Fine Dining at Sea

By Charlene Grall

For those of you who have never been on research cruise, I will enlighten you on the great importance placed on meals. When at sea, there are various pastimes available. There is work, sleep, game playing, work, video watching, exercise, yoga, work, reading and some hobbies. But the most anticipated time of day is mealtime. The day revolves around this favorite activity; common topics of conversation include, “What is for lunch?; What did you have for dinner?; When will they have pizza?; Will you wake me for breakfast?” There are four meals served on board the Roger Revelle – breakfast, lunch, dinner and mid-rats. “Mid-rats??” you ask in horror, your imagination conjuring up sautéed rodent a la carte. No, mid-rats (short for midnight rations) are leftovers from lunch and dinner, as well as sandwich fixings, for those crew and science personnel who miss the dinner hour because they were sleeping. No one works a 9-5 job on this vessel. We all work around the clock. Science stops for no one!

WHERE WE EAT

The ship’s kitchen is called the galley. The dining room is called the mess. The mess is not large enough to accommodate all the crew and science personnel at once so the rule is “Eat it and beat it” during mealtime. I have clocked some people eating their meals in less than 10 minutes. 

The mess also serves as a communications office. The whiteboard seen in this photo is used to inform all personnel of important information such as fire drills, rough weather and time zone changes.


It is also used to announce birthdays. We have had 5 birthdays on this trip. Birthdays are celebrated by decorating the mess or the science labs, while the cooks bake a birthday cake. No one can escape, but at least they don’t reveal your age!


THE COOKS

There two cooks onboard the ship; many consider them as some of more important members of the ship because without a good cook, the journey could be quite unpleasant. Fortunately, we are blessed with fine cooks. Richard, the head cook, hails from San Diego. He has worked on the Scripps ships for eight years and truly enjoys his job preparing meals to keep the scientists and crew full and content. His favorite meals to prepare are ethnic, his favorite mealtime is lunch.




The assistant cook is Marlin; a Texan from Houston. He has been a cook on research and sportfishing yachts, but this is his first Scripps ship. He loves to prepare freshly caught fish, so let’s hope we can give him that opportunity before the cruise ends. Both he and Richard find the rough seas no fun to navigate in the galley.







PREPARING FOR ROUGH SEAS

When travelling down to Antarctica through the Southern Ocean, one can always expect rough seas due to the continual parade of polar weather systems creating high winds and waves. Unless you want to eat dinner on the deck, steps must be taken to secure the galley, the mess and the food. The first sign of approaching bad weather is the sudden ominous appearance of green rubber matting on all the serving surfaces and tables, and the ever-helpful plastic cupholders. The chairs are outfitted with rubber feet so they don’t slide. All the dishes are battened down. Despite all these precautions; during those 30 degree rolls, you will still hear the crashing of metal utensils and see chairs tumbling over. We just get used to it!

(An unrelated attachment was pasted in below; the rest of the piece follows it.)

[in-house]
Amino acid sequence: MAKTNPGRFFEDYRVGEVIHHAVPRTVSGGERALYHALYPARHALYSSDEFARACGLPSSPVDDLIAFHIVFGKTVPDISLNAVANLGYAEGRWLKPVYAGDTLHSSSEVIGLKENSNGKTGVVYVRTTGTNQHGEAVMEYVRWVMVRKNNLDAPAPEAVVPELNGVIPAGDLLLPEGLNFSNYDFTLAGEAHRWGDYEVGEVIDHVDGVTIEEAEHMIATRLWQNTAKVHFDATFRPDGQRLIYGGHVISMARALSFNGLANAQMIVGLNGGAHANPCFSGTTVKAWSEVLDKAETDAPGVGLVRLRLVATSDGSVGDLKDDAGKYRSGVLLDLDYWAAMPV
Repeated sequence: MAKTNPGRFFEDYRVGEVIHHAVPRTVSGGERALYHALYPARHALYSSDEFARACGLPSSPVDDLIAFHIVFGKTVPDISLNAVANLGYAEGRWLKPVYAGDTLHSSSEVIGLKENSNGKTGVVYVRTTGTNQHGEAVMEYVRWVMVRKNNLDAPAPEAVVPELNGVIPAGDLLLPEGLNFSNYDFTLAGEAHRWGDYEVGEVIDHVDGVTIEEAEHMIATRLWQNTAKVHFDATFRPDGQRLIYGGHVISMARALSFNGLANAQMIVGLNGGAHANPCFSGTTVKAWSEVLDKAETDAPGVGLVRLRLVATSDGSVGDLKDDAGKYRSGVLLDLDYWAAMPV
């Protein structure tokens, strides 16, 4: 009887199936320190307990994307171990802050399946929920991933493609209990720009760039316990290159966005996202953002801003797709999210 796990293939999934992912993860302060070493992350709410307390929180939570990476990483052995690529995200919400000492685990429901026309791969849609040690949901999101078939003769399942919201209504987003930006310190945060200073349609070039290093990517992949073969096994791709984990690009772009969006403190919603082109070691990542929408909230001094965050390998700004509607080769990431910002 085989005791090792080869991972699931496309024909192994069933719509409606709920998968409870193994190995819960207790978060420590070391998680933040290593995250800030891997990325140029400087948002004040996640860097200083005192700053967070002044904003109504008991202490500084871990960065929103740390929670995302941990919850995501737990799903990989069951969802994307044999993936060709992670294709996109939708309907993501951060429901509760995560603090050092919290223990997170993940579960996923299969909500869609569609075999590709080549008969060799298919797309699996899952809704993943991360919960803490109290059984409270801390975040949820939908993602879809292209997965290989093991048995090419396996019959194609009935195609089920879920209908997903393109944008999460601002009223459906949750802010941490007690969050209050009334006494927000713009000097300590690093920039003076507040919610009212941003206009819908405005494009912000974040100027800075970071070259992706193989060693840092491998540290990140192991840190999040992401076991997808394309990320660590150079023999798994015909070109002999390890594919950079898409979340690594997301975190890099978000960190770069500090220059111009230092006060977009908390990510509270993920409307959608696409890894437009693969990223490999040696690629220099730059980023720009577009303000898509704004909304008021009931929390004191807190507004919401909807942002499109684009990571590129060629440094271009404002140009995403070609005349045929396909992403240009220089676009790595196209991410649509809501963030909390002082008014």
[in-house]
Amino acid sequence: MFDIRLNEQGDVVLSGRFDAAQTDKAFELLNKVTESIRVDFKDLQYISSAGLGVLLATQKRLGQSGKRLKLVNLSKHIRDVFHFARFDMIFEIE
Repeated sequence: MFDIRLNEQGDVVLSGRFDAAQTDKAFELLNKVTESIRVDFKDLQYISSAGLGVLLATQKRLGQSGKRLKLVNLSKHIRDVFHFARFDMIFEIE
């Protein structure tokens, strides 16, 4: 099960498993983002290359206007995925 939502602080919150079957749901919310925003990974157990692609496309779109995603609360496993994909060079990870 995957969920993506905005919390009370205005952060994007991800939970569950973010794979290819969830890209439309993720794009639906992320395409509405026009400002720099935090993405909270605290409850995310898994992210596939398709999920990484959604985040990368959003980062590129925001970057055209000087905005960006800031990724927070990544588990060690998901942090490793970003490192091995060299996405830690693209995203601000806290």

THE FOOD

“Please, Sir, may I have some more?” – Oliver by Charles Dickens



You will never lack for food on the Roger Revelle. There is always plenty to go around and leftovers for those unfortunate souls (like me) who sleep through dinner. The one exception is onion rings – they seem to be a particular favorite of most everyone. Breakfast is a huge variety of fresh fruits, cereals, yogurts, eggs (fried, scrambled and omelets); hash browns or home fries; pancakes, French toast or waffles; bacon, sausage and ham. Oh, and don’t forget the homemade fresh baked biscuits, Danish, scones and cinnamon rolls!

Lunch is like a mini-dinner with sandwiches, hot foods, salads, cheeses and delicious homemade soups.

Then there is dinner – ah, dinner, where the cooks’ skills really shine. What’s your fancy? Mexican, Asian, Italian, Down-home, Cajun, Hawaiian, German - you name it; the cooks will prepare it! Then there is Fishy Friday and Steak Sunday. On Sunday night, weather permitting, the grill is pulled out on deck and the air smells of barbequed steak. It’s the only dinner I wake up for, eat and go back to sleep. For his own birthday, Richard prepared Beef Wellington along with with his own handmade mozzarella cheese wrapped in prosciutto, and homemade bread. WOW!


Seared salmon with parmesan zucchini and couscous

Wondering which meal is best? Hard to say, because they are all great; but a shipboard survey pronounced Breakfast as the Favorite Meal by most of the participants. If you haven’t gained any weight from the meals, there are always the snacks to lure you. Nuts, pretzels, trail mix, granola bars, candy, popcorn and various ice cream novelties to name a few. I could go on, but I have to run. It’s time for breakfast!

Grilling steak on the "barbie" – photo by C. Nissen

Follow by Email

Popular Posts

Recent Posts

Powered by Blogger.